Meaning of Idiom ‘My Way or the Highway’
When someone says my way or the highway, they are giving an ultimatum that means you either have to do what they say or leave or be excluded; agree or leave.
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This idiom is often comparted to take it or leave it, which means to accept or reject an offer as it stands. There will be no negotiation. This idiom is similar except it means you must either do what someone says or agree with what they say or go away, with no possibility for discussion.
Examples Of Use
“If you want to live in this house, said dad, it’s my way or the highway. You’ll be home by 10:30.”
“If you want to be on this team there is one rule,” said the coach. “It’s my way or the highway.”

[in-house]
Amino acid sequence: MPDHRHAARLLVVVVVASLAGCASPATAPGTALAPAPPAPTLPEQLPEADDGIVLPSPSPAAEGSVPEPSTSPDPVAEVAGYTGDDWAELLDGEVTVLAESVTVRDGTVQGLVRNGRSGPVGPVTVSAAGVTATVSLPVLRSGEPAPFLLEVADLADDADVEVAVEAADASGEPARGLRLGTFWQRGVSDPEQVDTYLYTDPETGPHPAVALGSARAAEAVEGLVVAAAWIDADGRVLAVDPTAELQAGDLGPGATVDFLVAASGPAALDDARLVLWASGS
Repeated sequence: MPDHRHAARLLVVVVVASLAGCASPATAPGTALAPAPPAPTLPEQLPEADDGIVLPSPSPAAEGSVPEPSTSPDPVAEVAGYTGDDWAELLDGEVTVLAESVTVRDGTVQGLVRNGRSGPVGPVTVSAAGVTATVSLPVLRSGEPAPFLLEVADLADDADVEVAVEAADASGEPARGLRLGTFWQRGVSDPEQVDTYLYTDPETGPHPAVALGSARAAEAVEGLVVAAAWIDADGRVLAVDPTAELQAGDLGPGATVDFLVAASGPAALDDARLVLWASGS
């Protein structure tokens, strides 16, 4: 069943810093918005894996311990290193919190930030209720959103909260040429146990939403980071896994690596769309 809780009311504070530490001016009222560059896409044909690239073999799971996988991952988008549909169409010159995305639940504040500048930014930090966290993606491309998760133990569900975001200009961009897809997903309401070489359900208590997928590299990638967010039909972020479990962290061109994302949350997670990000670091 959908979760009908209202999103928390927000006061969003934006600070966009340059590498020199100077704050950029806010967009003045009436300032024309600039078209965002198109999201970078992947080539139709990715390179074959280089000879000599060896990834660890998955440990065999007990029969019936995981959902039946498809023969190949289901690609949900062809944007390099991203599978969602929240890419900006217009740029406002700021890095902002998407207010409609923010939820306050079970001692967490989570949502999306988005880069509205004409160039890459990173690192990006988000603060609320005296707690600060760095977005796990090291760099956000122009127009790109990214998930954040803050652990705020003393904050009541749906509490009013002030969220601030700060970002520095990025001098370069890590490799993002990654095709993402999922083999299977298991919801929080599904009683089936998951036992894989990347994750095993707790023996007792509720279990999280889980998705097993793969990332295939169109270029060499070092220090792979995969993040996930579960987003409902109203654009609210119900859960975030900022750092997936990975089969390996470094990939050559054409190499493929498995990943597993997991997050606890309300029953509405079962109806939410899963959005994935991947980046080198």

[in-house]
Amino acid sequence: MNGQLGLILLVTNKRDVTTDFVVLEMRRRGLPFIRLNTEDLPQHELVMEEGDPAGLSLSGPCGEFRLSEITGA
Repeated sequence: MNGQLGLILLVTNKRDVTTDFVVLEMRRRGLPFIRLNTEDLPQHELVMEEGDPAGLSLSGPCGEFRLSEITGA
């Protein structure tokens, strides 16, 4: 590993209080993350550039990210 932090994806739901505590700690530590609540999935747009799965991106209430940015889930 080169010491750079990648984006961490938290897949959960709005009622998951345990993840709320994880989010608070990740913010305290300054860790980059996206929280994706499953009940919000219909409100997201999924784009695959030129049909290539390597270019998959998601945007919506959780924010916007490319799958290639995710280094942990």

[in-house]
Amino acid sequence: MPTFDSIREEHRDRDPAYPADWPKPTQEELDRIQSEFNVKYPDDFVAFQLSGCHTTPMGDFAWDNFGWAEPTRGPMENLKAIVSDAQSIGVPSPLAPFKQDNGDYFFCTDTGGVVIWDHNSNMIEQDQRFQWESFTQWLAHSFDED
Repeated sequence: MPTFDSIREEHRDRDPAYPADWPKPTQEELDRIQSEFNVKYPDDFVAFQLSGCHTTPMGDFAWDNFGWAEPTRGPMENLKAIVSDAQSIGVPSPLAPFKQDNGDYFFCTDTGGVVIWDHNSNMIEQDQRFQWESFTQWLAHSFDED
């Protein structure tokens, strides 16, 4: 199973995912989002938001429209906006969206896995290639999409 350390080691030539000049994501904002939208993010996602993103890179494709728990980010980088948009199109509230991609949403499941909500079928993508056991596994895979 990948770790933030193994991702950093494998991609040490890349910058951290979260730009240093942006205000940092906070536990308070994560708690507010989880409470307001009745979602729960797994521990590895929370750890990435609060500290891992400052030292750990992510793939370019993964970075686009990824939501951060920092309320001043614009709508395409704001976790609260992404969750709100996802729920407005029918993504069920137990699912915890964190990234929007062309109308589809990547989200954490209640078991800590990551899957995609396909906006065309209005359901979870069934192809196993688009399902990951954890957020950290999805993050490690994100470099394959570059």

“Tom’s the boss. He’s not exactly a tyrant but it’s pretty much his way or the highway.”
This idiom has been used since the 1970s, chiefly in America.
In English, a highway is any major road such as one connecting big towns or cities or an expressway. Here, it is used to represent a journey or trip to another place.
More Idioms Starting with U
- Up to One’s Ears
- Up The Creek (Without a Paddle)
- Up in The Air
- Up In Arms, about something
- Under the Table
More Highway Idioms
More Way Idioms
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